There are two reasons more than 50% of the counties in the United States will not be able to cover the costs. The first is that there are not enough Public Safety agencies and first responders in the county paying a monthly fee to use the network to pay for the build and operate costs. Next, these counties (many very rural) do not need the spectrum for secondary users because they are not where the network congestion is, the need for this spectrum is in metro areas. The object of the contract is for the private company to build out the network meeting the coverage requirements and use the income derived by secondary use in metro areas to help offset losses in the 50%+ of counties that will either break even or cost the private partner money each month. No matter what math I employ, I cannot see that I will make extraordinary profits. Perhaps over the course of the contract I will make money but I bid on the RFP to serve the Public Safety community as well as to make money. I don’t want to lose money but I certainly won’t make my fortune building and operating FirstNet.
There are also some interesting comments about the Congressional Research Services (CRS) annual report on FirstNet. CRS is part of the Library of Congress and every year since the inception of FirstNet it has provided an update. Unfortunately, the person who usually wrote these reports passed away last year so the report reflects her views in 2016 and not what happened with FirstNet in 2017. The new author of the report has not come fully up to speed and has been reaching out to others to assist him moving forward. It probably would have been a good idea for the author of this article to consider talking to him as well as to others within the Public Safety community. The opinions expressed by the advisor to the FOP president are far from the opinions held by many in the Public Safety community. A little extra work on the part of the writer would have easily come up with different points of view on the value of FirstNet.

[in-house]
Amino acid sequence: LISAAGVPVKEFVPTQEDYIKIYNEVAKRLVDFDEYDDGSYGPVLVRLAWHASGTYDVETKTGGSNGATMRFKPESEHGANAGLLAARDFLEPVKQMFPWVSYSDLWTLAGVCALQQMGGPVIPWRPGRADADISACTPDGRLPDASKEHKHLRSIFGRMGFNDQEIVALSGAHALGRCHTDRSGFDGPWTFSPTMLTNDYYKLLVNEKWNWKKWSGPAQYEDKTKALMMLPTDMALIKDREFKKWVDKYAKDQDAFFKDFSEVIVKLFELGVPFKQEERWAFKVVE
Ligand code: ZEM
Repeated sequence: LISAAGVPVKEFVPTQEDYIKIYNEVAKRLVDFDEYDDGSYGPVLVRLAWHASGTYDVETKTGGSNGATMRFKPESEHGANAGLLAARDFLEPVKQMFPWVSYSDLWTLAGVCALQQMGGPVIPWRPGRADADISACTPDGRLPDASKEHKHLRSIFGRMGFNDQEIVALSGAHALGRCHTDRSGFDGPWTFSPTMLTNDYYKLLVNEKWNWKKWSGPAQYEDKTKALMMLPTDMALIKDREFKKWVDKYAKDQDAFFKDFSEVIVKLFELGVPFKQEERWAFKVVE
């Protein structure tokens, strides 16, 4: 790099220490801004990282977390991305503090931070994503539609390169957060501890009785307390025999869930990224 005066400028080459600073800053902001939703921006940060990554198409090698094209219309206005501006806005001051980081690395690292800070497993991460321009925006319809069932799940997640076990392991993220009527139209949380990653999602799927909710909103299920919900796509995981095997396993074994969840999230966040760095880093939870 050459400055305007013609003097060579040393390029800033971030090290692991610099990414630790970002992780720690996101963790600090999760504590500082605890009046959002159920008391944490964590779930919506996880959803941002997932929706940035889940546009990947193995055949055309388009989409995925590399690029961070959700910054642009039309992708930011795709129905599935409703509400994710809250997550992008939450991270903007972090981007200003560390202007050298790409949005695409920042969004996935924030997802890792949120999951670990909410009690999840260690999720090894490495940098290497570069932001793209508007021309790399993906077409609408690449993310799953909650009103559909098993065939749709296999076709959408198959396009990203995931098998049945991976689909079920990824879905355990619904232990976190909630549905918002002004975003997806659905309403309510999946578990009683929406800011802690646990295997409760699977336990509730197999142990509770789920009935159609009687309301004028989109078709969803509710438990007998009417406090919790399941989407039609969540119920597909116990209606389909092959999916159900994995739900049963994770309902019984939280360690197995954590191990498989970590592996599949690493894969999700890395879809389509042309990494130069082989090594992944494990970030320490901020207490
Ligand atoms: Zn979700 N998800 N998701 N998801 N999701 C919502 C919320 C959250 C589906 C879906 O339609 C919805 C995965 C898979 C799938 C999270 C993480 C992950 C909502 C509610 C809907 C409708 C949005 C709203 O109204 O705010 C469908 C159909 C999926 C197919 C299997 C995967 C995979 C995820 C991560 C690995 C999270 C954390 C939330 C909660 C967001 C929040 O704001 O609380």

It is also interesting to me that the author makes a number of statements about Motorola and its Land Mobile Radio business. In fact, Motorola is not a prime bidder for the FirstNet contract but certainly is a contender to work with the winning bidder because of its long-standing relationship with Public Safety. A little research would also show that Motorola is healthy, Land Mobile Radio (LMR) sales are not decreasing by the day, and Public Safety views FirstNet as an addition to its communications services not a replacement for them. LMR will not be disappearing anytime soon and Motorola has been working on crossover devices and ways of bridging the LMR and FirstNet network for voice services as well as many other facets of the types of services that will be needed. The rest of the comments about Motorola are not factual either.
It is not clear to me what point the author of this article is trying to make. That the federal government moves slowly? That it is wasting money even though a private company is willing to spend it? That the $7 billion the government invested from money made by auctioning other spectrum so it would not impact the national debt is a waste? There is no conclusion and no point made for all of the information provided and for a lot more information that was omitted. Trying to make the federal government look bad is one thing but attacking FirstNet, an organization of people working for sub-industry-standard salaries in order to serve the Public Safety community is not right. I have to questions the author’s willingness to truly dig into the story behind FirstNet, the sweat, tears, and sacrifices of the many Public Safety and professional communications personnel who helped create FirstNet and those at FirstNet who spend more time with Public Safety departments than with their own children and have done so for the past few years. They do all this because they believe FirstNet is all about providing Public Safety, including members of FOP, with better communications tools to make their jobs easier, to make them safer, and to better serve their customers—all of us!
Andrew M. Seybold